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Alimony & Spousal Maintenance Lawyers in Carmel, IN

Serving Clients in Indianapolis & Across Central Indiana

Divorce proceedings can get messy. Our priority at Roberts Means Roncevic Kapela LLC is to help you negotiate the legal ramifications of divorce and deal with the emotional turmoil it brings. 

We can serve as your advocate in all spousal support negotiations, ensuring that the rights of all parties are respected and protected. You can peacefully put the past behind you as our Carmel spousal maintenance lawyers help you move into the next phase of your life. We represent clients in Carmel, Indianapolis, and throughout Central Indiana.

Need legal counsel during spousal support matters? See how we can help by calling (888) 211-3888. Schedule your initial case review with our Carmel spousal maintenance attorneys today.

What is Spousal Maintenance in Indiana?

Alimony, also called "spousal maintenance," is often ordered from one party to the other after a divorce. This is to help the supported party maintain the way of life they were accustomed to during the marriage. Alimony is not automatic in divorce; it must be requested and warranted.

The types of spousal support commonly seen in Indiana include:

  • Temporary Spousal Support: Also known as pendente lite support, this type of support is paid during the divorce process until a final spousal support arrangement is determined.
  • Rehabilitative Spousal Support: This support is provided for a specific period to help the recipient spouse become self-supporting. It's often granted when the recipient spouse needs time to acquire education or training to re-enter the workforce.
  • Permanent Spousal Support: This type of support continues indefinitely until the death of either party, remarriage of the recipient spouse, or a significant change in circumstances.
  • Lump Sum Spousal Support: Instead of periodic payments, a one-time lump sum payment may be awarded as spousal support. This can be useful when the paying spouse prefers to settle the support obligation upfront.
  • Reimbursement Spousal Support: This type of support is awarded to reimburse one spouse for expenses incurred during the marriage, such as supporting the other spouse through education or career advancement.

How Does The Court Determine Spousal Support?

In Indiana, eligibility for alimony is not solely based on one's gender or traditional roles within the marriage. Instead, eligibility is determined by various factors considered by the court. Generally, a spouse may be eligible for alimony if they can demonstrate a financial need for support and if the court determines that the other spouse has the ability to pay.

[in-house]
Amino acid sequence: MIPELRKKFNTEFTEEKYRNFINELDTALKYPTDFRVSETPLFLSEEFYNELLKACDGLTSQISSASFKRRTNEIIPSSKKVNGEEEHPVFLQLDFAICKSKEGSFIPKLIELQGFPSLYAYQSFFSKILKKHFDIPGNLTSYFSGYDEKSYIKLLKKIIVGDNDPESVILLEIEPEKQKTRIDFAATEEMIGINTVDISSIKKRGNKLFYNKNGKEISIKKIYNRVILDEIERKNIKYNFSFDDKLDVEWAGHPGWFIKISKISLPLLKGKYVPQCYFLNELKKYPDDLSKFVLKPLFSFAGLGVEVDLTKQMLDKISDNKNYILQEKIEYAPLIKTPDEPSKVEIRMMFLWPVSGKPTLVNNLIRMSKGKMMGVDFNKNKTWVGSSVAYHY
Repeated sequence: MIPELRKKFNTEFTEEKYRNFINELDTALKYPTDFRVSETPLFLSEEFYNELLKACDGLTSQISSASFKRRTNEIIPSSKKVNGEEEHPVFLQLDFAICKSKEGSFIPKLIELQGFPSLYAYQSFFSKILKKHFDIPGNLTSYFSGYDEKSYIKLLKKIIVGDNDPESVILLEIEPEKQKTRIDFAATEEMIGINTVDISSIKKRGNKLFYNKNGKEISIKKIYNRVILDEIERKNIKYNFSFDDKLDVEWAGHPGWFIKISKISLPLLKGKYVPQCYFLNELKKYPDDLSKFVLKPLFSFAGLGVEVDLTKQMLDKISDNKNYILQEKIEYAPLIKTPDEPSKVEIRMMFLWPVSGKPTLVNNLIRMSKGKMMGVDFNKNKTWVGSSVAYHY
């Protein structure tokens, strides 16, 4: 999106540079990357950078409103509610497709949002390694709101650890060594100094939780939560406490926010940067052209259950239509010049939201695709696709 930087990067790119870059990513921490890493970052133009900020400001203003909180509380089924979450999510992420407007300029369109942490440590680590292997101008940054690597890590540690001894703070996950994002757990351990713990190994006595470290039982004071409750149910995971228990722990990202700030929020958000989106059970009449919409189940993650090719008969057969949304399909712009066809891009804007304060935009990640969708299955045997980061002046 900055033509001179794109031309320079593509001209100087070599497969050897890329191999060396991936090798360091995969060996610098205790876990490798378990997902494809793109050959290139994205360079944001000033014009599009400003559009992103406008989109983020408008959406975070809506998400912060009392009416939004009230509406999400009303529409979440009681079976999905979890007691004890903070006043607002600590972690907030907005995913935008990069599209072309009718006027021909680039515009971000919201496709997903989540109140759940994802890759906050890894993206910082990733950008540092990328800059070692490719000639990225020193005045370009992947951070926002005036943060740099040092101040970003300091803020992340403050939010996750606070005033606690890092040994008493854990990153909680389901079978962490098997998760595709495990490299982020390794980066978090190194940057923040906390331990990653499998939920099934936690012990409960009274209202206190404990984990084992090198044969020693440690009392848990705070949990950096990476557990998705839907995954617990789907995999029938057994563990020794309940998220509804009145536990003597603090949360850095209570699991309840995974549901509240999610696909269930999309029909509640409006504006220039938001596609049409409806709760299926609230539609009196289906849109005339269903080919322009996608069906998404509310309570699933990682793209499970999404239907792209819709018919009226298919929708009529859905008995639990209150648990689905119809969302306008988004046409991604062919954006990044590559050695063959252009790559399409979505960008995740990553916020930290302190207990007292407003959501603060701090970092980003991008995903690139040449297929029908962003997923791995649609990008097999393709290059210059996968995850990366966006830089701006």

Judges will consider multiple factors when deciding whether alimony is appropriate, including its amount and duration.

These factors can include:

  • The income and earning potential of both spouses: The judge will consider the current income, employment history, and the ability of both spouses to earn an income in the future.
  • The length of the marriage: Generally, longer marriages may result in longer alimony periods.
  • The age and health of both spouses: If one spouse has health issues or is of an age where finding employment is challenging, it may influence the alimony decision.
  • The standard of living established during the marriage: The judge may attempt to allow both spouses to maintain a similar standard of living post-divorce.
  • The contributions of each spouse to the marriage: This includes income but also other contributions like homemaking, raising children, and financial contributions to the education or training of a spouse for better job opportunities or career advancement.
  • The education level of each spouse: If one spouse has less education and thus less earning potential, it might impact the alimony amount.
  • Whether the spouse seeking alimony can support themselves: The judge will consider whether the spouse asking for alimony can meet their needs without financial assistance.
  • The financial implications of custodial duties: If the spouse seeking alimony has custody of minor children, which may limit their ability to work, this will be considered.
  • Any misconduct or fault during the marriage: While Indiana is a no-fault state for divorce, marital misconduct may be considered in some cases.

    How Prenuptial & Postnuptial Agreements Affect Alimony

    Prenuptial and postnuptial agreements can significantly influence alimony arrangements in the event of a divorce. These legal contracts allow couples to predetermine financial aspects of their relationship, including provisions for alimony. However, these agreements must meet specific legal requirements to be enforceable.